As you have probably experienced yourself, a restless night of sleep can have devastating effects on your productivity. One of the most beneficial things you can do to avoid this issue is by putting devices that emit the short wavelength blue light away. Now, of course, it is unreasonable to say not to use any of those devices, but again once you become mindful of how often you do use them you will realize how much of an impact they have on your overall productivity.
4. Hitting the snooze button. While you sleep, your brain goes through many different elaborate stages – the last of which prepares you to wake up and start your day. Have you ever woken up right before your alarm clock goes off? You do this because your brain knows it’s time to wake up. When you smack the snooze button and go back asleep instead of getting up when your brain is ready, you dampen your alertness and wake up more tired and groggy. The worst part is that tiredness and grogginess can take hours to wear off.
Even though you may feel exhausted and want to just hit that snooze button and go back to sleep, getting up when your brain says its time will result in a more productive day.
5. Meetings. Regular meetings can eat up your already limited time very quickly. Productive people understand that a meeting will drag on forever if allowed, so they do their best to avoid them at all costs. To help combat never-ending meetings, it is helpful to inform everyone of the start and end time of the meeting and to stick to the intended schedule. This sets clear limits for everyone and helps them to be more focused and efficient during that time.
6. Delaying hard tasks. Everyone has a limited amount of physical and mental energy, and we often exhaust that energy leading to a rapid decline in decision-making and productivity. This is often referred to as decision fatigue.
When you continually put off hard tasks until later in the day because they are overwhelming, you end up saving them for a time when you are at your worst. The best way to beat decision fatigue is by tackling difficult tasks in the morning when your mind is fresh and the most active.
7. Multitasking. Multitasking can have a huge on your productivity. Studies conducted at Stanford University confirm that multitasking is far less productive than doing a single task at a time. Researchers found that people who were continually bombarded with multiple streams of information were not able to dedicate their full attention, recall important information or switch from one job to another as well as those who were only focusing on one task. Essentially, when you try to do more than one thing at once, your brain lacks the mental capacity to perform both tasks successfully.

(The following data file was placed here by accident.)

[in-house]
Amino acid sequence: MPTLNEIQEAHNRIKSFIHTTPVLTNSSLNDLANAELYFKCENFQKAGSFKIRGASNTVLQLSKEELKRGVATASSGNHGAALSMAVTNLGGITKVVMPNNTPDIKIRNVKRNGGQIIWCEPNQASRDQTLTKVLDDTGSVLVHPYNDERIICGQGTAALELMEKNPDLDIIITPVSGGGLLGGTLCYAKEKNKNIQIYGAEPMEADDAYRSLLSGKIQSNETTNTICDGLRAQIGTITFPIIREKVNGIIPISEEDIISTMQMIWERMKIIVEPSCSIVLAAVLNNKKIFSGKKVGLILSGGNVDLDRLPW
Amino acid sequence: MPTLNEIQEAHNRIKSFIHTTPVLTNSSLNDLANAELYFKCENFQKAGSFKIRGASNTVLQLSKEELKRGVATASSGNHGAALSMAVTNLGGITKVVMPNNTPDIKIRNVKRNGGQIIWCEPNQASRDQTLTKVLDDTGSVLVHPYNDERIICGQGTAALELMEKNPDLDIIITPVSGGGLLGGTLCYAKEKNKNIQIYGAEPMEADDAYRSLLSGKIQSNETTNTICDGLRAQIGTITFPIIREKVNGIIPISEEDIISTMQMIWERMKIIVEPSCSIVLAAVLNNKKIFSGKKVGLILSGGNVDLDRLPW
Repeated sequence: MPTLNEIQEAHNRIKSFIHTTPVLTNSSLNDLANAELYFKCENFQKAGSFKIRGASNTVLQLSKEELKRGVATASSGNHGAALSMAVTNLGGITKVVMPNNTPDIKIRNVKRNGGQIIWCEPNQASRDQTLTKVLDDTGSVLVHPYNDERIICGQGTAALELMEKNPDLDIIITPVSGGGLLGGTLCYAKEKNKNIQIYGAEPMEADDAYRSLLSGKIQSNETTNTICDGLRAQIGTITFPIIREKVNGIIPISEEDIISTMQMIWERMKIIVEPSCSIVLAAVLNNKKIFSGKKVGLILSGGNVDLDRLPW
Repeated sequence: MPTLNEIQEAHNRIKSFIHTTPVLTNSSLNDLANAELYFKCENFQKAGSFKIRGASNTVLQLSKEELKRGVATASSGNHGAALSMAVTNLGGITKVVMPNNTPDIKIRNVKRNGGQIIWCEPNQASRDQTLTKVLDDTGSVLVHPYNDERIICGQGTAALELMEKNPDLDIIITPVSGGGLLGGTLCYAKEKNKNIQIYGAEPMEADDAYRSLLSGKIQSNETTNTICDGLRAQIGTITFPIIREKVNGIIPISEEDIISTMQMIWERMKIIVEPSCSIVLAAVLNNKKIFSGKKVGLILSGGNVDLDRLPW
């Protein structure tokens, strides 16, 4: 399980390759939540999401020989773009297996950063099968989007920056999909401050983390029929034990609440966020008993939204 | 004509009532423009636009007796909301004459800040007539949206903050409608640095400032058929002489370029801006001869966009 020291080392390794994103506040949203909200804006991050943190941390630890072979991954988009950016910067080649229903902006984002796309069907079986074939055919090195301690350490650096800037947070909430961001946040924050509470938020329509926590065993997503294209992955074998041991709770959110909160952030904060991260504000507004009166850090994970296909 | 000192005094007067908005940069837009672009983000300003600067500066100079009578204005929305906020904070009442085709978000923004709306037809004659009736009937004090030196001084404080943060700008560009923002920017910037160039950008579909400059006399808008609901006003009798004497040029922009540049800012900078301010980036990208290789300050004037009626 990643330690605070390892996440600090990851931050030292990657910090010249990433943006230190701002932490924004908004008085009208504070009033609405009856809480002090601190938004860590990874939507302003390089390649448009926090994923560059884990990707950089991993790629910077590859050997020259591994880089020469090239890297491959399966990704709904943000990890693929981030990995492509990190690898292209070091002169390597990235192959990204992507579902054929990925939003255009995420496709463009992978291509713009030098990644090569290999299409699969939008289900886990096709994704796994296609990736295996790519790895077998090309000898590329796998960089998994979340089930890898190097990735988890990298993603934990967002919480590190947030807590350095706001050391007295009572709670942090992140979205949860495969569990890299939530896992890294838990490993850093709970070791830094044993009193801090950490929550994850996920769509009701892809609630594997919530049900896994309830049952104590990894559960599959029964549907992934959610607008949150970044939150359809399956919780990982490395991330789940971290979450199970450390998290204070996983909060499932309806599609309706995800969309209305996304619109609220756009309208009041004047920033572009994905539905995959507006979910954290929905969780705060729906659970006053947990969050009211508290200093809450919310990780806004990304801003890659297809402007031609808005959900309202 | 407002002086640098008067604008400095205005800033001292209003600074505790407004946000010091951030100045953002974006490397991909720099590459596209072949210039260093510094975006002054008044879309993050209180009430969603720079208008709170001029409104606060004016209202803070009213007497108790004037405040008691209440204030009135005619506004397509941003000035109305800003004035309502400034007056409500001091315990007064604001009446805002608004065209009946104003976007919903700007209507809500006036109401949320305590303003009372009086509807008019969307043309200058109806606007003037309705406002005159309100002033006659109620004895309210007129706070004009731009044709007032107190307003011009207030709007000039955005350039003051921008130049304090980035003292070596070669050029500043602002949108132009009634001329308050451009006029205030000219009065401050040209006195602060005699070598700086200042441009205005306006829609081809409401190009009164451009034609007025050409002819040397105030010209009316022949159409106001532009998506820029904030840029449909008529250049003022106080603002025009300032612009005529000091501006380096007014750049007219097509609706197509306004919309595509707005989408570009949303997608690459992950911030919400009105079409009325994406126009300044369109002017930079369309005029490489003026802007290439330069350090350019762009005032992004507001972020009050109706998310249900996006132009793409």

We all know someone who is especially great at multitasking – so why aren’t they impacted? Stanford researchers compared several groups of people who were above average at multitasking and believed that it helped their performance. They found that people who multitasked a lot and genuinely felt that it helped their performance were worse at multitasking than those who liked to work on one task at a time. The self-proclaimed good multitaskers performed worse because they had difficulty organizing their thoughts and filtering out irrelevant information. They were also slower at switching from one task to another!
8. Responding to emails ASAP. As mentioned earlier, people who are interrupted and taken out of their flow, have lower productivity levels. Productive people don’t allow emails to be a form of constant interruption. Productive people check their email on a schedule and take advantage of features such as prioritizing messages by sender. They set alerts whenever they receive a message from a vendor or their most important clients, and they save the more unimportant emails until a lull in their day. Many times, people set up an autoresponder to let senders know when they’ll be checking their email.
While some of the habits mentioned above may seem minor, they add up very quickly. Do your best to recognize the bad habits and how they impact your daily life – whether personal or professional. Once you do that, fixing the problem seems a whole lot easier!